Tech letter for Teachers #6

Recently I was asked by a teacher to look at his piano to asses its needs. In talking with him I found out he had completed his Doctorate a few years before , preparing most of his recitals on this piano. He had also been teaching for a number of years. Needless to say the piano was well worn and in desperate need some TLC. In the course of discussing the condition of the piano, the range of possible repair options, his expectations of its ultimate performance potential, and the cost, it became clear he was not financially prepared to maintain his instrument.

Earlier this past week I had a band saw blade break, I have an expensive hand drill which will also need replacing before the year is over, the cup for my spray gun developed a leak, OK, a large gushing hole, it had to be replaced, one of my sanders hook and loop system is wearing out and will need to be replaced soon. These are just some of the items I can think of off the top of my head. The point is I have factored the cost of maintaining my shop and my equipment into the rates I charge for my services. Your doctor does no less.

Granted, as piano teachers, your cost of doing business is usually significantly less than most other professions, or is it? You have the cost of your education, not just the college part but also all those lessons your parents paid for. All of your continuing education, the guild meetings (not just the dues, but your time as well), publications you subscribe to and the time you spend reading them, all of that music in your library, (now that is a scary thought). Certainly we can not forget the maintenance of your instruments. You are all familiar with (I hope) the cost of tuning and routine maintenance, but you can not stop there. Every hour you spend practicing or teaching adds to the wear and tear on your hammers and action parts, key bushings, dampers, and strings. Even if you do not use your piano at all, every time the seasonal cycles roll by your pinblock and soundboard take a beating. The original purchase price, regular maintenance costs, and those larger and less frequent rebuilding costs must all be taken into account.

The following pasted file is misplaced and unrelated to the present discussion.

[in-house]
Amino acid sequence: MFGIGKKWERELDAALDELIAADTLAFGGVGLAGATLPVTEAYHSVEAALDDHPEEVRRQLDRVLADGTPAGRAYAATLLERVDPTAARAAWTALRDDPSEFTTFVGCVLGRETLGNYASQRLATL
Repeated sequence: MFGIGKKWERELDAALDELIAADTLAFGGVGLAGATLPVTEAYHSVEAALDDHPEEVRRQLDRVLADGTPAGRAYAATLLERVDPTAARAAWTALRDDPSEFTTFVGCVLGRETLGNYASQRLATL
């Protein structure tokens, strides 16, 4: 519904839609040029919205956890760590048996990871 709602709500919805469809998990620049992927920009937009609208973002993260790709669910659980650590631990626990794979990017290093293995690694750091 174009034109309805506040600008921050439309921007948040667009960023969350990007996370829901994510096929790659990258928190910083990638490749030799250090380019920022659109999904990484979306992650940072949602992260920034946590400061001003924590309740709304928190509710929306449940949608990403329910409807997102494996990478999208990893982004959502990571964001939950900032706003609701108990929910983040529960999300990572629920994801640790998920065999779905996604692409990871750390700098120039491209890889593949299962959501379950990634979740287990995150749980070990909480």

As a business person you have to plan into your budget these larger expenses. They should be a factor when determine your teaching rates. If you eat at a restaurant in a high rent district you would expect to pay more because their expenses are higher. If you teach on two large grand pianos, maintained to very high levels, you should charge accordingly.

How much should you budget? Obviously each piano varies as to its needs but let these be a guide for you:

Hammers shanks and flanges $1,500 - $3,000 depending on how thorough the work is. Every 10 - 25 years depending on use.

Actions, including hammers and wippens: $4,000 - $7,000 depending on how thorough the work is. Every 25 - 50 years depending on use.

Refinishing after 50 years $3,000 - $8,000 depending on the size and ornateness of the cabinet.

Restringing: $1,000 - $1,500 depending on use and condition of pinblock. This is not always the best thing to do, but can be effective in certain limited circumstances. It should only be done once in a pinblocks life after 25 - 35 years.

Rebuilding: $4,000 - $20,000 . . new pinblock and repair or replace the soundboard, etc.

After 50 years most pianos can be significantly improved with rebuilding and redesign.

If you are going to teach for any significant number of years it is clear that these expenses will come up. If the average teacher budgeted only $400 - $600 a year and saved all the unspent funds they would have sufficient reserves to maintain the most important tool of their profession. This would amount to less than $1 a lesson and should be passed along to your students as all other businesses pass their costs on to us.

(These costs are only estimates and in no way represent an offer to do work or a guarantee that costs would not exceed those stated here.)